Kiran Bhumber, a classically trained clarinetist, composer and a programmer, also worked recently on a movement tracking device called Pendula. Pendula is an installation in which motion sensors are installed onto a swing set that then responds to any physical interaction with sonic outputs. “It becomes a sort of amalgamation of movement within technology and seeing how that affects individuals in the space and how the user becomes part of the artwork, or the output of the artwork.” It seems that a motion tracking theme of sorts could be said to be emerging from this innovative group.
Of course, a group that is innovative by nature will always be improving themselves. Gold Saucer has a found new space for itself, and it’s a definite upgrade. The space serves the same basic functions as the previous one — a place to work, to showcase performances, and a space that other artists can utilize for various projects. The group is excited about this new space because it’s quieter, more central and best of all, more soundproof. This is a shared space in which they can work, learn, and grow together as artists.
Milton Lim — a theatre director, performer and co-artistic director of Hong Kong Exile Arts Association — has also done some projection design and seeks to expand his technical skills simply by being in close proximity to the others in the group. “These guys have so much knowledge and the presence of Gold Saucer has really kept me going. I have resources readily available if I ever need them.” Not only do they teach one another, but the group also offers its collective and formidable skillsets to whomever they work with to enrich the process. Paroczai explains, “I feel like making people aware of what they could be doing with technology is a big part of what we do. A big part of this space is conceived on the basis of enabling — in making something available to people that maybe they didn’t know of before.”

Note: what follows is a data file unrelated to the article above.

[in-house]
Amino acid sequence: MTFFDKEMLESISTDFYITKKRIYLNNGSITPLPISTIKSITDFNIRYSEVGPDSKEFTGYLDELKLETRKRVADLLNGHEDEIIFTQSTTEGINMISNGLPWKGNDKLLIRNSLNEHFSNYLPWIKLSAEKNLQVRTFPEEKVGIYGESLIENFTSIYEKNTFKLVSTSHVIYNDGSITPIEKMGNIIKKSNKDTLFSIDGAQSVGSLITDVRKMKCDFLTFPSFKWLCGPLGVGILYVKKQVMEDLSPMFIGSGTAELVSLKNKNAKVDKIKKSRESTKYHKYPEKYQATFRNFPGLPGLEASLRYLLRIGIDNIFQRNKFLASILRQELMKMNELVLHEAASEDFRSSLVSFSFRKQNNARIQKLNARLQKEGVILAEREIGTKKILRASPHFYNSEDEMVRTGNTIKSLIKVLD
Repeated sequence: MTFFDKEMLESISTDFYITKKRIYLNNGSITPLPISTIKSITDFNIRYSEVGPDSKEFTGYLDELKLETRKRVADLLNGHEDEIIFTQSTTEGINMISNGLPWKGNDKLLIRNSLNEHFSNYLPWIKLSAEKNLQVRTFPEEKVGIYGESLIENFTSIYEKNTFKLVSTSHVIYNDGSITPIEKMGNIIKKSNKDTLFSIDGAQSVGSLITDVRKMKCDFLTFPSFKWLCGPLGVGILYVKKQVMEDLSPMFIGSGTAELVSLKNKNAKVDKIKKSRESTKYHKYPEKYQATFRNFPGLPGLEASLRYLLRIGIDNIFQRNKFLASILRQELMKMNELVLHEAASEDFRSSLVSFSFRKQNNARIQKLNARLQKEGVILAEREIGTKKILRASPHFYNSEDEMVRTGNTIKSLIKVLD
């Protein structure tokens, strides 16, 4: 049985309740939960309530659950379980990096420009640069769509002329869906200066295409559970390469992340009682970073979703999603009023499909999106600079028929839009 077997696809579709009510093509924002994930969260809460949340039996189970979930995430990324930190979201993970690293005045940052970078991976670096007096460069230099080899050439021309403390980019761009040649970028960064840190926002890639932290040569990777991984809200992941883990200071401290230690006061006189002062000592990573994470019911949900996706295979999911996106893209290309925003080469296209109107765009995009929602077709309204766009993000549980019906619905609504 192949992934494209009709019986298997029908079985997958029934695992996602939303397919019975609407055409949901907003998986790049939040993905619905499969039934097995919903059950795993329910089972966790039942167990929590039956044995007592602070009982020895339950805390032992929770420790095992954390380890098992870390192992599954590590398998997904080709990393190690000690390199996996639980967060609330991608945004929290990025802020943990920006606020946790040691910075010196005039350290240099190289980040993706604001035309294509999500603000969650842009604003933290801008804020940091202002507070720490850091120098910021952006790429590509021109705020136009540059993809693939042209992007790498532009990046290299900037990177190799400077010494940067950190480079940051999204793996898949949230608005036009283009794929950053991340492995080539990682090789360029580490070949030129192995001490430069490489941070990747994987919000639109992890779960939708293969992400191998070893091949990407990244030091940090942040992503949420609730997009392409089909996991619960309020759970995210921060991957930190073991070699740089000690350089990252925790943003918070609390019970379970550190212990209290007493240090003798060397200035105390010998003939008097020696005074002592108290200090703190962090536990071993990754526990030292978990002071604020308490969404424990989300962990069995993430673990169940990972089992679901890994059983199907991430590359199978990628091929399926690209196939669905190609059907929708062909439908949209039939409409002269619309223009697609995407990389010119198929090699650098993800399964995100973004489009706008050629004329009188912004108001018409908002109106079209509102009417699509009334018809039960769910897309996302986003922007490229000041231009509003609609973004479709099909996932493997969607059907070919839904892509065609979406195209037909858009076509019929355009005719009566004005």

And the name? True to their digital focus, the name Gold Saucer comes from Final Fantasy VII. It’s a separate space within the video game where the avatar can go to gamble and play various mini games. “It feeds into what we’re saying about multiple functions,” says Grigoruk. “It’s a place where you go to have fun and indulge, and that’s what Gold Saucer is about.” The members of Gold Saucer have all been inspired by video games at one point or another in their lives, and given their accomplished technical skills it seems fitting to have the inspiration for their name come from a digital source. “It’s a nerdy indulgence,” laughs Siu. “We gave the space a name so we could stop referring to it as ‘The Space.’”
Gold Saucer is a collection of highly productive, multi-disciplinary artists doing innovative work around the city. It is inevitable that they would attract attention. In addition to Samimi, Siu, Paroczai, Grigoruk, Lim and Bhumber, Gold Saucer is also home to artist Alex Mah and choreographer Mahaila Patterson O’Brien, for a total of eight members. They’re a relatively new group and they’re well poised to grow in both breadth and reach. For anyone with an eye on the local arts scene, these guys are ones to watch.
While there is no Gold Saucer website, each artist is currently working on projects. Paroczai, Grigoruk and Bhumber recently participated in the Third Annual Electroacoustic Festival at Western Front November 20-21. In the near future, Mah is involved in the EDAM Residency’s First Showing December 11, location TBC. “Saudade: Rise and Fall” at the Goldcorp Centre for the Arts December 17 and 19 features media by Sui, and a mesmerizing trailer by Samimi. Patterson O’Brien is premiering a performance with the Warehaus Dance Collecting at the Roundhouse Theatre January 17. Paroczai is assisting on a new work of imaginary theatre presented by The Party January 29-30 at the Goldcorp Centre for the Arts.